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Fast-Track Legislation Opens New Doors of Trade Opportunities

For Immediate Release. December 7, 2001The House of Representatives should be commended for the passage of the Bipartisan Trade Promotion Authority Act of 2001 (H.R. 3005) on December 6, 2001.  To facilitate trade negotiations while keeping Congress involved in the process and preserving its ultimate authority to regulate trade, fast-track negotiating authority is an advantageous tool.  Directly attributed benefits derived from this link to international trade include much of the freedom, wealth and abundant opportunity that most Americans currently enjoy.  American manufacturers of goods and services are encouraged to improve their products and remain cost competitive by freely trading with other nations.  As a result, higher sales and economic growth can occur in America along with the promotion of a higher standard of living.

“Fast-track negotiating authority is in the United States’ best interest in developing strong relationships with other countries worldwide, assisting them in the establishment of strong economies with markets open to trade and governments that incorporate democratic principles,” said Dr. Joel P. Rutkowski, president of the American Voice Institute of Public Policy.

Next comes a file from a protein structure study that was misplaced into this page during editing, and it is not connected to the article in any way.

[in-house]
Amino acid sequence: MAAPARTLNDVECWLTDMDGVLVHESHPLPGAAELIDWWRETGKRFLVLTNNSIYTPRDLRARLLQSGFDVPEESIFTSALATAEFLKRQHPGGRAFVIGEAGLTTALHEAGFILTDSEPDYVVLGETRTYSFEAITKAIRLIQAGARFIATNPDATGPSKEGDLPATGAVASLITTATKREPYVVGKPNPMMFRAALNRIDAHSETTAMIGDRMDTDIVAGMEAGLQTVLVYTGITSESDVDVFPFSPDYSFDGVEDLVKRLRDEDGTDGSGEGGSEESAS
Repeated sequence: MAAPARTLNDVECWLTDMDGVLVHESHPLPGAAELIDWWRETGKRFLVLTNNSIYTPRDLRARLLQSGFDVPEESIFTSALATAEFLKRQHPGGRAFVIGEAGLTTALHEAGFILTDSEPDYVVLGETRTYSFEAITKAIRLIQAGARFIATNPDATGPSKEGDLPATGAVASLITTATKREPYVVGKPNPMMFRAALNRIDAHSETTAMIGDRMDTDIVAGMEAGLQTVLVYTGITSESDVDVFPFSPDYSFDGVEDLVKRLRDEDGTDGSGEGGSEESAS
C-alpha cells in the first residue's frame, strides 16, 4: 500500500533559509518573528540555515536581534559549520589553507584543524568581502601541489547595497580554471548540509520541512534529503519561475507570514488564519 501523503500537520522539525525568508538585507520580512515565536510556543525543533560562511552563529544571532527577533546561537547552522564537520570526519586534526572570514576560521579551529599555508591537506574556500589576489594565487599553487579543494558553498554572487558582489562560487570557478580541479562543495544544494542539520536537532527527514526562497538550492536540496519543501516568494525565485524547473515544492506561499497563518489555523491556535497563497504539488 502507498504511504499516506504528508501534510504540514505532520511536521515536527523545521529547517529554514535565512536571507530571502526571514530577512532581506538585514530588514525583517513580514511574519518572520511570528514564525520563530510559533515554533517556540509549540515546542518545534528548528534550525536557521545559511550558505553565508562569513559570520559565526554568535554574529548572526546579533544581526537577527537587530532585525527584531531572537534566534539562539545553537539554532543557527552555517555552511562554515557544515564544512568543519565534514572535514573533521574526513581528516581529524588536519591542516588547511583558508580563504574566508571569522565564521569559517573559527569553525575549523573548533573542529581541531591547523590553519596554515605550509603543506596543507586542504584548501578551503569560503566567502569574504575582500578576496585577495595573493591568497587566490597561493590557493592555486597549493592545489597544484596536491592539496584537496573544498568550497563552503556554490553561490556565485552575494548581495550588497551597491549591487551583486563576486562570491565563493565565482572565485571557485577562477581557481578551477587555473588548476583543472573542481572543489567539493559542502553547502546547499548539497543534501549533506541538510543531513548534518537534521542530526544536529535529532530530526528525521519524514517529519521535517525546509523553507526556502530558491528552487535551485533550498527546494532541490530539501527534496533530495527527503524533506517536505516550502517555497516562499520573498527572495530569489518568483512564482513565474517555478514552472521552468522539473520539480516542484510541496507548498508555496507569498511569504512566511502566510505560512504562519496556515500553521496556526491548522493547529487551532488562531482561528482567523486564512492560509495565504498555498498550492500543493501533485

Americans are allowed to improve their standard of living through trade, especially by importing other nations’ goods and services. 

Restrictions on trade impose unnecessary limits on consumers’ economic well-being since American workers are also consumers.  In the long-term, the creation of many new and higher-waged jobs are encouraged by expanded trade according to extensive empirical evidence.

“For those who have criticized ‘fast-track’ legislation, they do not have to fret at its passing because it is not permanent but is granted only for a defined period of time,” stated Dr. Rutkowski.  “Thus, if an Administration lacks a sound trade policy, Congress has the discretion to withhold this authority.”

For Interviews Contact:

Joel P. Rutkowski, P.h.D.
President, The American Voice Institute Of Public Policy

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